While replacing your HVAC system can be costly, the good news is that homeowners typically only have to purchase a new central air conditioning system once. Our experts are well-equipped to help you make the best decision for your home and family.
The cost of replacing your home’s HVAC system depends on a number of factors. We will consider things like the size of your home, quality of insulation, desired energy efficiency, and more to generate a quote that best suits your needs.
The size of your home is the one of the major factors in determining which unit will be right for you. As you may expect, the larger the space that needs to be cooled, the more powerful and expensive the system that is needed. If you have a smaller home, the size of the unit needed and also the amount of labor that is required will be different than those with larger homes. This, in return, will determine the cost of installation.
Your home’s layout will also play into the HVAC system choice. For example, if you have a large, multi-level home, the option of installing two HVAC units may be the best choice—this will enable you to customize the temperature in different parts of your home while using less energy to keep it cool. Our knowledgeable installation experts at Mountain Valley Home Comfort will perform the necessary load calculations to help determine the best A/C system needed to cool your home.
The Seasonal Energy Efficiency Ratio (SEER) relates to how much energy, and money, an AC unit will use in operation over the course of one year. The United States Department of Energy (DOE) requires all new air conditioning units to meet minimum efficiency ratings identified by these SEER numbers. Many options go above and beyond those minimums.
Air conditioners on the market today range from 13 to 25 SEER. The higher the number, the more efficient the unit and the more potential savings on utility bills. The rating itself is determined through calculations of a unit’s average performance—the less energy used, the higher the SEER rating. How much you’ll actually save on your utility bills depends on the size and insulation of your home, how much you pay in kilowatt/hour for electricity, the SEER rating of the unit, and what it’s currently costing you to cool your home.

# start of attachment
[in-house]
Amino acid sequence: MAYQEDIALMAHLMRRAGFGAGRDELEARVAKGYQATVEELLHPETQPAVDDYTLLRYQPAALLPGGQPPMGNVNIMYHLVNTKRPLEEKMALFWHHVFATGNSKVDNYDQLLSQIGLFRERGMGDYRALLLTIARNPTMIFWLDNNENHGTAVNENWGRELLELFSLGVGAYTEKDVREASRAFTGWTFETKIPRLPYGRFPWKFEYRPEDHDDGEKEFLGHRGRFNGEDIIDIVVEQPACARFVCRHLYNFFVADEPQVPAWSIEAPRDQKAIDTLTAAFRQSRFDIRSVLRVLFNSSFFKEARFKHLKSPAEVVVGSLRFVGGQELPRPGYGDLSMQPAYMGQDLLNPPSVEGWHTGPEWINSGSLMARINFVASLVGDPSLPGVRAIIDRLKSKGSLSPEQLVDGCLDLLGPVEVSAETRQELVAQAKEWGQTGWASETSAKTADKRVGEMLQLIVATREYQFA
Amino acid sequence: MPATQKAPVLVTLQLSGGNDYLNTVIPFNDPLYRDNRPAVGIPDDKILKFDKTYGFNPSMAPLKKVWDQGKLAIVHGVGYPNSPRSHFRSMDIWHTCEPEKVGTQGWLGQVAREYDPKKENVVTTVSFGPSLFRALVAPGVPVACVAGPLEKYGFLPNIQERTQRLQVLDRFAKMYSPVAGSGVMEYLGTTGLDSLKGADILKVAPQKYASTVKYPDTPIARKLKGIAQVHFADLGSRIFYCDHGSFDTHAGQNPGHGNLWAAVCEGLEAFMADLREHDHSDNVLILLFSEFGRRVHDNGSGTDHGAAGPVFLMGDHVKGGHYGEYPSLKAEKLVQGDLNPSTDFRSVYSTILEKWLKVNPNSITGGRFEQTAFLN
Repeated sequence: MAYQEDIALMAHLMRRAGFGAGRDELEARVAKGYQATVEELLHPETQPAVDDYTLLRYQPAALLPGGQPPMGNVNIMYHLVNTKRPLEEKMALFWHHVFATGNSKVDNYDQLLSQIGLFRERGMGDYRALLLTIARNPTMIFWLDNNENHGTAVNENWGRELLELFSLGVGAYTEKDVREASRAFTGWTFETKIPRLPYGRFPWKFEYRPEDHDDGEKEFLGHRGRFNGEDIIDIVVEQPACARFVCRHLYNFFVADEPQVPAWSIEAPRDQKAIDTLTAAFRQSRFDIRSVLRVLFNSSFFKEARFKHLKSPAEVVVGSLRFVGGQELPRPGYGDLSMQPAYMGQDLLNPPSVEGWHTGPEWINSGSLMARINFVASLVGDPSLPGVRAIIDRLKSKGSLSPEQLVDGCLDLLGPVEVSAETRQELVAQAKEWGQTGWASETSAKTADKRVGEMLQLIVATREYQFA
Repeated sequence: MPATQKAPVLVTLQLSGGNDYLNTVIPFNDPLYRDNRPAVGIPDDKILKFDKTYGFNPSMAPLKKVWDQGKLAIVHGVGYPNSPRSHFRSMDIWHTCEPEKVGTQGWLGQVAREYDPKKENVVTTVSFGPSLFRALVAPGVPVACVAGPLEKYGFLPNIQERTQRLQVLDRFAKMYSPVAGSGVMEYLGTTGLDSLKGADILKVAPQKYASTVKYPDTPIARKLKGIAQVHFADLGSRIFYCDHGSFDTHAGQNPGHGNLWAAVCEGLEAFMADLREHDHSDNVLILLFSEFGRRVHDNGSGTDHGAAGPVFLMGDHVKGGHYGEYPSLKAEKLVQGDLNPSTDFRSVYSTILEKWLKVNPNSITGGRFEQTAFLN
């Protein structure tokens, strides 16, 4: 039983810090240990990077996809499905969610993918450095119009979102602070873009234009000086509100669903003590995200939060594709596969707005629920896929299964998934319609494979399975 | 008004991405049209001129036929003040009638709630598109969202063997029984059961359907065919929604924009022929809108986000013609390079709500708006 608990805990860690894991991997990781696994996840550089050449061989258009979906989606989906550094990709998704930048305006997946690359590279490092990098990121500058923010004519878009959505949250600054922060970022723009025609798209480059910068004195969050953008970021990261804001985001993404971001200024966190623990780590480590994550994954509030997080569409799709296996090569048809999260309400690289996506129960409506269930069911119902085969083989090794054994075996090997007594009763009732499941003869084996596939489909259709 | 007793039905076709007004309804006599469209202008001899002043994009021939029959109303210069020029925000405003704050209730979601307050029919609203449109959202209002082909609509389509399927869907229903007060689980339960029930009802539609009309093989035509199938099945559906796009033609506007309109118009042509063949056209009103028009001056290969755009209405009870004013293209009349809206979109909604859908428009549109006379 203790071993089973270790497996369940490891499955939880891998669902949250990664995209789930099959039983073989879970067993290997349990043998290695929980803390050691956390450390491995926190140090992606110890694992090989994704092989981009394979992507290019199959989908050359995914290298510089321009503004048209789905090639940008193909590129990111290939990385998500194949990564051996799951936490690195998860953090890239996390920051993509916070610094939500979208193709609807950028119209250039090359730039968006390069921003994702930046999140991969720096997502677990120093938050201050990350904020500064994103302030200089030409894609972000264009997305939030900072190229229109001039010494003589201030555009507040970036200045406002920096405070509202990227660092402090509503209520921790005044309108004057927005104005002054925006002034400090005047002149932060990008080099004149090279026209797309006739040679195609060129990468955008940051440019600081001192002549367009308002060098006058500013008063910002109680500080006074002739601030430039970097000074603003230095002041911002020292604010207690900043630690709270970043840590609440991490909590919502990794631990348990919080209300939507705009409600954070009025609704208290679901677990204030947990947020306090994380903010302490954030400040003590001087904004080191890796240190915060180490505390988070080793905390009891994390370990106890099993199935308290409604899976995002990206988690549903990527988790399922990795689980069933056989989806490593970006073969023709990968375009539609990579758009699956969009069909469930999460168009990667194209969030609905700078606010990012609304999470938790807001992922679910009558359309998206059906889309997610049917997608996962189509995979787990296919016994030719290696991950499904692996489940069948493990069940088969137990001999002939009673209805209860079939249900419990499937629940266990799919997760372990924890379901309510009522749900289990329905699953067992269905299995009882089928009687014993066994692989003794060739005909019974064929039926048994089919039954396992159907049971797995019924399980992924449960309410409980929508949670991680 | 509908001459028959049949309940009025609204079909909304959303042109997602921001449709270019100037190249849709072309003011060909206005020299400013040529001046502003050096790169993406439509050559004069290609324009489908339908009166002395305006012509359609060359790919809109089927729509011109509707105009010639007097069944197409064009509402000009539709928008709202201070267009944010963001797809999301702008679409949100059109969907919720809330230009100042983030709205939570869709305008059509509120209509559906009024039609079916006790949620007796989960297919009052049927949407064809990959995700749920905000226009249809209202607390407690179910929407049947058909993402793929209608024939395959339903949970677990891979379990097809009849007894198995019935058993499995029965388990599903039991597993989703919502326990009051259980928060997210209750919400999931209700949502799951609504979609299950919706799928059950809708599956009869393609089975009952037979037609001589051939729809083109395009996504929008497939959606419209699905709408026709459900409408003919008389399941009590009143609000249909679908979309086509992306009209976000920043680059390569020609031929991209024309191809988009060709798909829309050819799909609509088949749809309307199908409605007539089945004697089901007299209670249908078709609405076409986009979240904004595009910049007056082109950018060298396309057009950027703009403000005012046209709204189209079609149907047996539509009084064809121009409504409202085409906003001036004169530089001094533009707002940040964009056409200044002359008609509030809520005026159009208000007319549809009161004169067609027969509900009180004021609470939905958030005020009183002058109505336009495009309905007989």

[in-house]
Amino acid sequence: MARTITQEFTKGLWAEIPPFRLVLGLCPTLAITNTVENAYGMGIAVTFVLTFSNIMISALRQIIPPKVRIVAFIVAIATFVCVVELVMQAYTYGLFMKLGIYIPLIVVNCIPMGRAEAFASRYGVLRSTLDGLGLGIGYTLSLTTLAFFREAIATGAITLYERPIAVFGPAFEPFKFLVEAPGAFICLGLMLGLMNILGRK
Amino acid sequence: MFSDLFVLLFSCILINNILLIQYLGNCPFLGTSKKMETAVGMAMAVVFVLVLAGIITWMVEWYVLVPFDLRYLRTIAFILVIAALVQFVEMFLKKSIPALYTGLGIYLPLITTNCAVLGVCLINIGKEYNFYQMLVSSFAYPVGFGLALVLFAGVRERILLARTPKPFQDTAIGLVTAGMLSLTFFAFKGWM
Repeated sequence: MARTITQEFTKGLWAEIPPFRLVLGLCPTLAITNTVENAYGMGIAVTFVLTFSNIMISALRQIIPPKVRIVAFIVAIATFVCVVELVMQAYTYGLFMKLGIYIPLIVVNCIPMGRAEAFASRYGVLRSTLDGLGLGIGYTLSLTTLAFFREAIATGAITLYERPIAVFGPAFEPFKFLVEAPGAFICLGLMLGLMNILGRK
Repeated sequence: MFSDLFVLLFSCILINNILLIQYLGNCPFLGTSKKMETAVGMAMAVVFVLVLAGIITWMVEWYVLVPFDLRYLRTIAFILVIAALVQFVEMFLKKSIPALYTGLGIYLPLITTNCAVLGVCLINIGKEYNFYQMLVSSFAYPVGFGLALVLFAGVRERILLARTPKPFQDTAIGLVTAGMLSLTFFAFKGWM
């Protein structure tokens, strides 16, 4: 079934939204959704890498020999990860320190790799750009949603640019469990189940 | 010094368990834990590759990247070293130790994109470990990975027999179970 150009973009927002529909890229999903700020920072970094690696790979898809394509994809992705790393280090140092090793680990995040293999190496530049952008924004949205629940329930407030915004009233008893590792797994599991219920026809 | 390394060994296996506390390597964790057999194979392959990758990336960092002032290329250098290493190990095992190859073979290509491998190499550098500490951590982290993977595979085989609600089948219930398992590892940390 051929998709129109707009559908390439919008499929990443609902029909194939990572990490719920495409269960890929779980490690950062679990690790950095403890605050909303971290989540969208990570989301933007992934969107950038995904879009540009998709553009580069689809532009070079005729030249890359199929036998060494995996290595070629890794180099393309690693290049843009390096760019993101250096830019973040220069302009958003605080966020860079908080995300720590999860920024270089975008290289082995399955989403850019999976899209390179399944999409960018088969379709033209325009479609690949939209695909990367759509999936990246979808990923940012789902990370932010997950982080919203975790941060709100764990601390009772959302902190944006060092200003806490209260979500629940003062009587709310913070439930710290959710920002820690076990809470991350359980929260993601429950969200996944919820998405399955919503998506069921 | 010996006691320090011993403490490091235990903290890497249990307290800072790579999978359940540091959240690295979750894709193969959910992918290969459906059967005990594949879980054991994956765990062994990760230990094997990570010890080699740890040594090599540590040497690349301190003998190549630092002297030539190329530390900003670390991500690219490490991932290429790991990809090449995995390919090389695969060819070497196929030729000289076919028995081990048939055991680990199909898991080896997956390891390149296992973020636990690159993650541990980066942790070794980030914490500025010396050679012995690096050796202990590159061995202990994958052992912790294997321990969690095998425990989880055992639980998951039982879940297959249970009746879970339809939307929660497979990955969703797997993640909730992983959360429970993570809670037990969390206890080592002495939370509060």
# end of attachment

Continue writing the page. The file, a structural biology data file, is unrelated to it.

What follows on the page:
Type of Cooling System
Another factor that affects the energy efficiency and cost of a new system is whether it’s a single-stage, two-stage, or variable-stage system. A single-stage cooling system has one operative mode: on or off. When your indoor temperature rises above the desired level on the thermostat, the system begins to cool at 100% capacity and shuts off completely when the temperature is lowered. A two-stage cooling system functions more efficiently by rarely operating at full capacity—instead they typically run at approximately 80% capacity and for longer periods of time. This in turn uses less energy and helps keep your bills lower.
A variable-stage cooling system is the most energy efficient but also has the largest initial cost. This type of HVAC has multiple cooling levels and will pull the least amount of energy possible to cool your home. Because the unit automatically selects the best cooling variable to keep your space comfortable, no work is required for you with this type of system.
The condition of your current ductwork will also determine the costs involved in setting up your new HVAC system. There are many types of ductwork, but the most common is round. The purpose of ductwork is to carry the cold air from the outside unit and deliver it to the interior rooms of your home. If there are any holes or weak areas in your ductwork, cold air will escape into your attic and not allow it to fully reach your rooms at full capacity, cutting down on the efficiency of the system and increasing your utility bills.